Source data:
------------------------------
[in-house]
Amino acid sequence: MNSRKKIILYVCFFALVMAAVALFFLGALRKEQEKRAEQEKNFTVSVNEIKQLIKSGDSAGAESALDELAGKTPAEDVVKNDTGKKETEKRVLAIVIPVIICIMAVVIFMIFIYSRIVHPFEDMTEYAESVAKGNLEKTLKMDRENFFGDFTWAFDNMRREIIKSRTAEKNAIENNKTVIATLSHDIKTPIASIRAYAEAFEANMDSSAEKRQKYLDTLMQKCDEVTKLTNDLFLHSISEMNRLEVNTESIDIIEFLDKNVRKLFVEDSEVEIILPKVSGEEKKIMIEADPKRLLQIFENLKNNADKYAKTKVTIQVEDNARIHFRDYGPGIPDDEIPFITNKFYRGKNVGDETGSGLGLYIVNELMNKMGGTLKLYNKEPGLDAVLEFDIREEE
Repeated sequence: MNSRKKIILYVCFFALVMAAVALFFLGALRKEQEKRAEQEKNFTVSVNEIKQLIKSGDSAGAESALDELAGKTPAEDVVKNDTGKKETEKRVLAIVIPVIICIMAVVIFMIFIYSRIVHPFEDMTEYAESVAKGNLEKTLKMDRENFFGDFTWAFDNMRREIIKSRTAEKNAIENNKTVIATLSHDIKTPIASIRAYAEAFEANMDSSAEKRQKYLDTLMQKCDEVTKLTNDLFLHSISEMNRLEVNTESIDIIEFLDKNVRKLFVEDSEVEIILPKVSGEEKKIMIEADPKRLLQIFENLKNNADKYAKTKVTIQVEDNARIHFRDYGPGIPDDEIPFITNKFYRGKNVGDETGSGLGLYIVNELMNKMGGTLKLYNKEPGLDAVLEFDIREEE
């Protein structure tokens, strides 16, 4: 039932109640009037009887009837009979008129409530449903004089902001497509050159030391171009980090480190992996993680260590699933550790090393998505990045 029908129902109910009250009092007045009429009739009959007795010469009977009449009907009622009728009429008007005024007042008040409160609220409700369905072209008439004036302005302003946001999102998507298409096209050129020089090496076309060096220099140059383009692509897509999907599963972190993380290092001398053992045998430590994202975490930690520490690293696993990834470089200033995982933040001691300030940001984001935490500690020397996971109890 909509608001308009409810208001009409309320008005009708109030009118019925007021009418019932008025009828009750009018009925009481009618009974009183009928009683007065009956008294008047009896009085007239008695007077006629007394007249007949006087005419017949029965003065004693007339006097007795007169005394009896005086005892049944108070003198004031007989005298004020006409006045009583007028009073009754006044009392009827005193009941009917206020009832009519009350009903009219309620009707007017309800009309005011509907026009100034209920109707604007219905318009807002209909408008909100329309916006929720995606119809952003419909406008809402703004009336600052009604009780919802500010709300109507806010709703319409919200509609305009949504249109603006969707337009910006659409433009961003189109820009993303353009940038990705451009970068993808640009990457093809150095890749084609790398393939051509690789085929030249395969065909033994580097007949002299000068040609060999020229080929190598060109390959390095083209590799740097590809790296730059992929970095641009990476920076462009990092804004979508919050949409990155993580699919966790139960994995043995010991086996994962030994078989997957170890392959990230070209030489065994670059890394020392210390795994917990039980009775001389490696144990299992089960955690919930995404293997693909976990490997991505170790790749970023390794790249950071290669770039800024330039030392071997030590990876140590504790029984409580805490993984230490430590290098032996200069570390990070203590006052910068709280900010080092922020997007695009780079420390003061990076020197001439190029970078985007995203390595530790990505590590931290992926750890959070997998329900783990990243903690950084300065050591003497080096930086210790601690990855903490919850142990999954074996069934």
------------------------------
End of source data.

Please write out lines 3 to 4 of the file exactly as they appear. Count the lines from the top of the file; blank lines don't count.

Repeated sequence: MNSRKKIILYVCFFALVMAAVALFFLGALRKEQEKRAEQEKNFTVSVNEIKQLIKSGDSAGAESALDELAGKTPAEDVVKNDTGKKETEKRVLAIVIPVIICIMAVVIFMIFIYSRIVHPFEDMTEYAESVAKGNLEKTLKMDRENFFGDFTWAFDNMRREIIKSRTAEKNAIENNKTVIATLSHDIKTPIASIRAYAEAFEANMDSSAEKRQKYLDTLMQKCDEVTKLTNDLFLHSISEMNRLEVNTESIDIIEFLDKNVRKLFVEDSEVEIILPKVSGEEKKIMIEADPKRLLQIFENLKNNADKYAKTKVTIQVEDNARIHFRDYGPGIPDDEIPFITNKFYRGKNVGDETGSGLGLYIVNELMNKMGGTLKLYNKEPGLDAVLEFDIREEE
């Protein structure tokens, strides 16, 4: 039932109640009037009887009837009979008129409530449903004089902001497509050159030391171009980090480190992996993680260590699933550790090393998505990045 029908129902109910009250009092007045009429009739009959007795010469009977009449009907009622009728009429008007005024007042008040409160609220409700369905072209008439004036302005302003946001999102998507298409096209050129020089090496076309060096220099140059383009692509897509999907599963972190993380290092001398053992045998430590994202975490930690520490690293696993990834470089200033995982933040001691300030940001984001935490500690020397996971109890 909509608001308009409810208001009409309320008005009708109030009118019925007021009418019932008025009828009750009018009925009481009618009974009183009928009683007065009956008294008047009896009085007239008695007077006629007394007249007949006087005419017949029965003065004693007339006097007795007169005394009896005086005892049944108070003198004031007989005298004020006409006045009583007028009073009754006044009392009827005193009941009917206020009832009519009350009903009219309620009707007017309800009309005011509907026009100034209920109707604007219905318009807002209909408008909100329309916006929720995606119809952003419909406008809402703004009336600052009604009780919802500010709300109507806010709703319409919200509609305009949504249109603006969707337009910006659409433009961003189109820009993303353009940038990705451009970068993808640009990457093809150095890749084609790398393939051509690789085929030249395969065909033994580097007949002299000068040609060999020229080929190598060109390959390095083209590799740097590809790296730059992929970095641009990476920076462009990092804004979508919050949409990155993580699919966790139960994995043995010991086996994962030994078989997957170890392959990230070209030489065994670059890394020392210390795994917990039980009775001389490696144990299992089960955690919930995404293997693909976990490997991505170790790749970023390794790249950071290669770039800024330039030392071997030590990876140590504790029984409580805490993984230490430590290098032996200069570390990070203590006052910068709280900010080092922020997007695009780079420390003061990076020197001439190029970078985007995203390595530790990505590590931290992926750890959070997998329900783990990243903690950084300065050591003497080096930086210790601690990855903490919850142990999954074996069934």